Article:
Julie was the great joy and comfort to her mother, she took the daughter to Russia when the Revolution came. But the close bonds between mother and daughter didn't last. When Julie was 20 she announced her intention to marry Gaetan Nigris, a man of whom her mother did not approve. She paid for the daughter's wedding and dowry - but after that the relationship between mother and daughter rapidly evaporate. Both mother and daughter would later return to Paris, in 1805, but lived separate lives - the mother now earning big money from her painting while the daughter lived in poverty, her husband having left her. The mother gave no financial aid to the daughter, stating in her auto-biography that she did not approve of her daughters friends. In 1819 Julie died, possibly from pneumonia.


Woman of the week - Boudicca

Name: Boudicca/Boudica (formerly also know as Boadicea)
Born: Eastern England, 15-30 A.D. (?)
Dead: England 60 or 61 A.D.
Married to: Prastagus, king of the Iceni
Children: Two daughters (names not known)
Occupation: Queen

She is one of the first Britain women known by name, she is famous for her uprising against the Romans and is mentioned by Tacitus - and we have no idea what she looked like, where she was born or where she died.

Boudicca was married to Prastagus, king of the Iceni tribe in Eastern Britain at a time when the Romans were doing their best to have complete control of the country. They didn't mind having vassal kings though, and Prastagus was one of them. When he died the kingship was passed on to his wife and daughters. It was said that the Romans would respect this decision - and honour Boudicca as the new leader of the Iceni. They did not. Instead the land was annexed by the Romans, Boudicca flogged and her daughters raped. The prize the Romans would pay for these acts were high indeed.

Boudicca saw no reason to accept such a treatment and instead turned to other Celtic tribes in the area to join forces with her to start an uprising against the Romans, who had been present in the country for less than 20 years. It was easy indeed to find support among other tribes, for example the Trinovantes. The Romans were at the moment busy in another part of the country and it was very easy indeed for Boudicca to lead her troops to the city of Camulodunum (present day Colchester). The city was at the time inhabited by Roman troop veterans - and they were an easy prey for the enraged Celts. The city was burnt down - and they took no prisoners.

After this initial success they continued their tour to Londinium (London) and Verulamium (St Albans). These cities were also completely destroyed and those who opposed - or just were in the way - were killed. By now the Romans had started to evacuate people, so the numbers must have decreased somewhat. And the Romans began to grasp that they needed to take this seriously indeed. Under the leadership of the commander Suetonius (not the historian) they forced the Celtic tribes into a battle in an, to us, unknown place with features ill suited for the Celtic battle tactics - lacking much open ground, a difficult place to battle in chariots which was the Celts main feature. And although the Romans were outnumbered they succeeded in defeating Boudicca and her troops.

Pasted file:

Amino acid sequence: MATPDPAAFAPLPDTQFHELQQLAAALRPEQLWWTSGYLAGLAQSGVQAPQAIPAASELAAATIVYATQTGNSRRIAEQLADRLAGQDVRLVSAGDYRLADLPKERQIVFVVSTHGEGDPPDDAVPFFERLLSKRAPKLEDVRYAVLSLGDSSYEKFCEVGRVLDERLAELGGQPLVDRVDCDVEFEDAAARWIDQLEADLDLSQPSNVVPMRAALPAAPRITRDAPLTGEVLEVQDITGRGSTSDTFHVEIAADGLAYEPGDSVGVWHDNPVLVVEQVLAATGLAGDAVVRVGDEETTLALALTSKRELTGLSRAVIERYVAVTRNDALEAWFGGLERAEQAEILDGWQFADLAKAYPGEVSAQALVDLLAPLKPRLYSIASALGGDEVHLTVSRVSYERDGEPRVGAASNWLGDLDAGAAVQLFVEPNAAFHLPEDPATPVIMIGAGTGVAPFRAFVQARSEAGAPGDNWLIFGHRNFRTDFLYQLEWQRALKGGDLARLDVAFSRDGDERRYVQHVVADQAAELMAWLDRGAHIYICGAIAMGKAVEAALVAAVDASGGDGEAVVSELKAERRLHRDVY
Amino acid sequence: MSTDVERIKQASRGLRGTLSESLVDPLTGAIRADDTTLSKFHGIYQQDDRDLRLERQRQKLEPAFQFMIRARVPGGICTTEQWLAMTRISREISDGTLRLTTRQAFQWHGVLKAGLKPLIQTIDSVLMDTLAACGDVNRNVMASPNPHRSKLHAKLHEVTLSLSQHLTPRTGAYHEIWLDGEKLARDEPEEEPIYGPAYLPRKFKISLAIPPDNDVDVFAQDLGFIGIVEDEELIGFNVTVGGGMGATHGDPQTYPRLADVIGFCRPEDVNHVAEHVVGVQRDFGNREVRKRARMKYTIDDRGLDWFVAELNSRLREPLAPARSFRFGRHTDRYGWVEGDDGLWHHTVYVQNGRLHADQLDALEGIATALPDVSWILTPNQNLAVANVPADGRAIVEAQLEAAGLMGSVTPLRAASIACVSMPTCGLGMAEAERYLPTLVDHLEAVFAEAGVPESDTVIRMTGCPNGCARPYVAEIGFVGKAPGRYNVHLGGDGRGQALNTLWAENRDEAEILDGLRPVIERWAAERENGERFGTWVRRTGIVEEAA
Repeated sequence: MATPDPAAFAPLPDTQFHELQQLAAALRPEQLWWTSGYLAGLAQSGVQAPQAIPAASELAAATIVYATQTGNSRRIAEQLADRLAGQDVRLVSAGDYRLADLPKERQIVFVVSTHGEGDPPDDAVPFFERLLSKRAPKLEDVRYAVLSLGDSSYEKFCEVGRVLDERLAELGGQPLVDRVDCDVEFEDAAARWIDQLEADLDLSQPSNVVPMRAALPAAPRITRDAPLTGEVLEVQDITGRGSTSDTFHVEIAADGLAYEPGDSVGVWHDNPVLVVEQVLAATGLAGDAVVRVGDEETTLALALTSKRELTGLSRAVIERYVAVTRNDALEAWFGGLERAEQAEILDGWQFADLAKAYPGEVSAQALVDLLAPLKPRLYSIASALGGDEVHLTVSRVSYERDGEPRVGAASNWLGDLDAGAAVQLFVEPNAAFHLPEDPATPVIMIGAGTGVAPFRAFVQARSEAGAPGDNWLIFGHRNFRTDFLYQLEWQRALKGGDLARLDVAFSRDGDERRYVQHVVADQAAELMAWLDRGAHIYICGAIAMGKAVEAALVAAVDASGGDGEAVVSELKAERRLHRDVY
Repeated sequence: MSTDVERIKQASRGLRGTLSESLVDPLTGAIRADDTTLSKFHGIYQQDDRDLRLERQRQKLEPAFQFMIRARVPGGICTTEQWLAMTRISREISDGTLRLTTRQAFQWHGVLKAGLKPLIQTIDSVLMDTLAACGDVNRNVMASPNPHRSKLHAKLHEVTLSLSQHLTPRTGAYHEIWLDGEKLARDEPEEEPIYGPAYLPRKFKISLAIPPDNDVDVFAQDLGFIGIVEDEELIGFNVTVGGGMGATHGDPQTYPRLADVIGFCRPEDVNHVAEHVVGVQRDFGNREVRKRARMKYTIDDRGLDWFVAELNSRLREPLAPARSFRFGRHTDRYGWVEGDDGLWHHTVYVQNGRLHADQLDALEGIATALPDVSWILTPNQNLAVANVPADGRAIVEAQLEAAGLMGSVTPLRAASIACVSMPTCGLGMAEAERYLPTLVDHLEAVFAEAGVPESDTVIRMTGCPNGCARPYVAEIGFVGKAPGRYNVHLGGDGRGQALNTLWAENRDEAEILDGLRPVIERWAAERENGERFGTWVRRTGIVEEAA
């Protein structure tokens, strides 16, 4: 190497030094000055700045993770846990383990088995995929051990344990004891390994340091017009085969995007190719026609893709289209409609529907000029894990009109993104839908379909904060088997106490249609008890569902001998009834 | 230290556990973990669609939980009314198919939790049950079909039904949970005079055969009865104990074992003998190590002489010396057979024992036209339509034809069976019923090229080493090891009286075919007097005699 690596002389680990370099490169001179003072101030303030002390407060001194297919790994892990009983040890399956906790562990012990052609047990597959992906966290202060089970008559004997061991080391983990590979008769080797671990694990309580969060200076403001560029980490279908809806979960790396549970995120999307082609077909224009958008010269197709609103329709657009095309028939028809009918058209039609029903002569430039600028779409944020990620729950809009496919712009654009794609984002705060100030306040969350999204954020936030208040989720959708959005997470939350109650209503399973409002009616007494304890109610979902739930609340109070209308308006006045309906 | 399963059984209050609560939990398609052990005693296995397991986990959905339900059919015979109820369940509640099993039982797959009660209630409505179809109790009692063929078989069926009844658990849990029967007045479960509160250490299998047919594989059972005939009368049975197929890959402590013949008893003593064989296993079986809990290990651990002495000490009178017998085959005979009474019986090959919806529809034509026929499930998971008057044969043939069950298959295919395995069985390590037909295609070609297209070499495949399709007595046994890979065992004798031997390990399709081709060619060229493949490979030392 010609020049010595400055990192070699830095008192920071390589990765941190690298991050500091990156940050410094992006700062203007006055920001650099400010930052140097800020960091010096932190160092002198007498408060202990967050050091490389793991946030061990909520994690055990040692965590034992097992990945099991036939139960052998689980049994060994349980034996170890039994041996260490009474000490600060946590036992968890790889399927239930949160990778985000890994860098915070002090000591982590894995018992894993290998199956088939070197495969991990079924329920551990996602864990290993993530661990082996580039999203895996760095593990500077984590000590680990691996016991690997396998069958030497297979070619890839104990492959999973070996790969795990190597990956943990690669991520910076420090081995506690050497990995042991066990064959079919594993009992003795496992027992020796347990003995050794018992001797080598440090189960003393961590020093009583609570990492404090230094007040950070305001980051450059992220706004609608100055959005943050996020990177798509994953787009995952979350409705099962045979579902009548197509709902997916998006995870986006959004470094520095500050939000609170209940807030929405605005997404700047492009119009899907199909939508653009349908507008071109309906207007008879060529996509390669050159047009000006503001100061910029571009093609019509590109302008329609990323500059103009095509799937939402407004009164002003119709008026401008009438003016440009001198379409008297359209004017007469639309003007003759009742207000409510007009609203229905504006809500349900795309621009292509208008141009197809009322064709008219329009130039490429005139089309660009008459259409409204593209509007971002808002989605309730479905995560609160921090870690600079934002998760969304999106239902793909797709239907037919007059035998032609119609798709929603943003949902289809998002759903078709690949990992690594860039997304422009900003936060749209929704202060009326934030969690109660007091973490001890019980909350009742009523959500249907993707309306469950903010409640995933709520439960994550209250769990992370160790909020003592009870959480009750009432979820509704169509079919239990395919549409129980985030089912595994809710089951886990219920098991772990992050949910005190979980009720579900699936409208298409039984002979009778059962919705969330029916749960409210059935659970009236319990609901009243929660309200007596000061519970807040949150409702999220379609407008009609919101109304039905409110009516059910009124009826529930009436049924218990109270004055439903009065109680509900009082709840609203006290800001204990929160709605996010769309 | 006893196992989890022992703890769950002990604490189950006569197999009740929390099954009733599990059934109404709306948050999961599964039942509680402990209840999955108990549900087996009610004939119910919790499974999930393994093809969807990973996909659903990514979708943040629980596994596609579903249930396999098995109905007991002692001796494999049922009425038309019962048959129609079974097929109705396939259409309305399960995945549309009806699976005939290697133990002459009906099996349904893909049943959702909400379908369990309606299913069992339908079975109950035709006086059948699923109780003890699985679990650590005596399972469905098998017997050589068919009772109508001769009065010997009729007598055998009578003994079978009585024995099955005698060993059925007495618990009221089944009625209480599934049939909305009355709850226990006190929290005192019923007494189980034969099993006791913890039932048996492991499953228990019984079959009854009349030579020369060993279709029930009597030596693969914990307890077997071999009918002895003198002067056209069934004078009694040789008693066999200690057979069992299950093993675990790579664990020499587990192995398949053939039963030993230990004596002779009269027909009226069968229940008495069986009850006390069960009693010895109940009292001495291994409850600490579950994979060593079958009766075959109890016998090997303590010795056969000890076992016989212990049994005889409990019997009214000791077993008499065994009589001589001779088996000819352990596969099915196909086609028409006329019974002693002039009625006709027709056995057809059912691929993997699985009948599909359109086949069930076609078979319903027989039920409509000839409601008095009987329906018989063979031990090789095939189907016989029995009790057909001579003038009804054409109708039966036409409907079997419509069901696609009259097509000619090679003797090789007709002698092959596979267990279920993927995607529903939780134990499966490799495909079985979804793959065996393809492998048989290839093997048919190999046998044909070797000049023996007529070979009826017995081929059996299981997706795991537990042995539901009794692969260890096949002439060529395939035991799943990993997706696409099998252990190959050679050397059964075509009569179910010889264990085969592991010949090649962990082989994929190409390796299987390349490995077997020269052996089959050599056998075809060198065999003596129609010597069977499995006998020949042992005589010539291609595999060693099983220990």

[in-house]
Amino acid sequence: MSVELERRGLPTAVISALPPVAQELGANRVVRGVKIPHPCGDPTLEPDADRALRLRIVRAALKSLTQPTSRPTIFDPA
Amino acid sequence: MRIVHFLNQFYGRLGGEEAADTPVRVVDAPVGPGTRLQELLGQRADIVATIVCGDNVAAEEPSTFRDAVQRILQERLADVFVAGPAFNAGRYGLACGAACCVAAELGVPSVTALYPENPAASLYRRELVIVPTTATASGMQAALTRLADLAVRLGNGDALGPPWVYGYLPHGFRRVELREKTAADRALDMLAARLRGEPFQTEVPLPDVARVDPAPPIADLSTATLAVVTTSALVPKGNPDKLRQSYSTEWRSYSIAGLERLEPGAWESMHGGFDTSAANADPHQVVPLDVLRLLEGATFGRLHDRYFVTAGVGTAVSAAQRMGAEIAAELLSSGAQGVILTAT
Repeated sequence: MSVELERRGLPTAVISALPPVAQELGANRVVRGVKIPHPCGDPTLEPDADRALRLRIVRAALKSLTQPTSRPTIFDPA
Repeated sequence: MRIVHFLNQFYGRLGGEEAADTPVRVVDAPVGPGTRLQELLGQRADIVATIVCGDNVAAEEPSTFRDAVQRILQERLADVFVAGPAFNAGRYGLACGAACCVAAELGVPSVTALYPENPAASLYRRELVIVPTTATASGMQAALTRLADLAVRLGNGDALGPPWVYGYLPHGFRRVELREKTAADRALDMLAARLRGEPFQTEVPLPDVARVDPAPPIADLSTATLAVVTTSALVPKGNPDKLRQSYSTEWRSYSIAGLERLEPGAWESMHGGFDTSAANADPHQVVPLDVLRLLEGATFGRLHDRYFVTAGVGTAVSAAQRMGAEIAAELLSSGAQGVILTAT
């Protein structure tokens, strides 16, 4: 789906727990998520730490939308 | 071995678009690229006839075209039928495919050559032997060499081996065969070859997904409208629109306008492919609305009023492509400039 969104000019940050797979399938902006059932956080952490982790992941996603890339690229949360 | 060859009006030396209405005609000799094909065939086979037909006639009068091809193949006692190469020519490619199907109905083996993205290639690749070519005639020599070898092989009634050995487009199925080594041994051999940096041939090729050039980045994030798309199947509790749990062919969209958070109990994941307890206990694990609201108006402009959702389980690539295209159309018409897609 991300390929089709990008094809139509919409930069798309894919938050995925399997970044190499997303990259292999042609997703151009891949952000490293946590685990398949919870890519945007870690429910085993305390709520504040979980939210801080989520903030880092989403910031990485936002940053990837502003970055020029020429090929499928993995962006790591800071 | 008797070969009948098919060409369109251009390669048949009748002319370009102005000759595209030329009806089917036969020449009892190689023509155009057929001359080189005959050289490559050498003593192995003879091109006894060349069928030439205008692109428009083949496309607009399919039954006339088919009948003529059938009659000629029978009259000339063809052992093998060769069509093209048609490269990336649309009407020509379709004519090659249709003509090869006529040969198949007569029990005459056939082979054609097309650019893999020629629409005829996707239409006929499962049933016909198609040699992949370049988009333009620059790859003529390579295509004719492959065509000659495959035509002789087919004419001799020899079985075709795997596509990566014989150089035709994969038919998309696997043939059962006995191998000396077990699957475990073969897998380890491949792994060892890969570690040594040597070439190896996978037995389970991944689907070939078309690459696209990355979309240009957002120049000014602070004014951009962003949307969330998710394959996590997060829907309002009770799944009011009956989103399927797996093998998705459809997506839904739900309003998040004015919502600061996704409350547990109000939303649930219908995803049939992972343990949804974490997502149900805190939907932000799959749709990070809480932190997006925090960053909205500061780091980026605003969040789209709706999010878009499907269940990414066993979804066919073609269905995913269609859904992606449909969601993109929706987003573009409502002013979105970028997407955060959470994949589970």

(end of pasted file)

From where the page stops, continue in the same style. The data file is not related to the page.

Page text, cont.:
What happened after this is not know. Tacitus (one of the few sources for this part of British history) claims that Boudicca took poison. Since all things were far from lost for her though, it seems a little odd. Cassius Dio (the other historical source for this period) claims that she fell ill and simply died from some decease. Cassius Dio usually relies heavily on Tacitus, but the fact that he does not do so now is striking.

No matter how she died, she was dead, and without this obviously strong and competent leader the Celtic troops didn't stand a chance against the Romans. And the Romans didn't hesitate to make the Celts pay for their misdeeds. Many were killed and the harvest destroyed - which of course resulted in famine. Things were so bad that even Rome reacted and the governor Suetonius was replaced to someone with a bit more lenient hand.

And her name? Boadicea is probably the result of bad spelling in the Middle Ages when Tacitus' manuscript was copied. Boudicca probably comes from the proto-Celtic word bodika, a feminine adjective meaning victorious.

The statue of Boudicca - and her two daughters - is from 19th century and was commissioned by Prince Albert. It was done by Thomas Thornycroft and stands near Westminster Pier in London.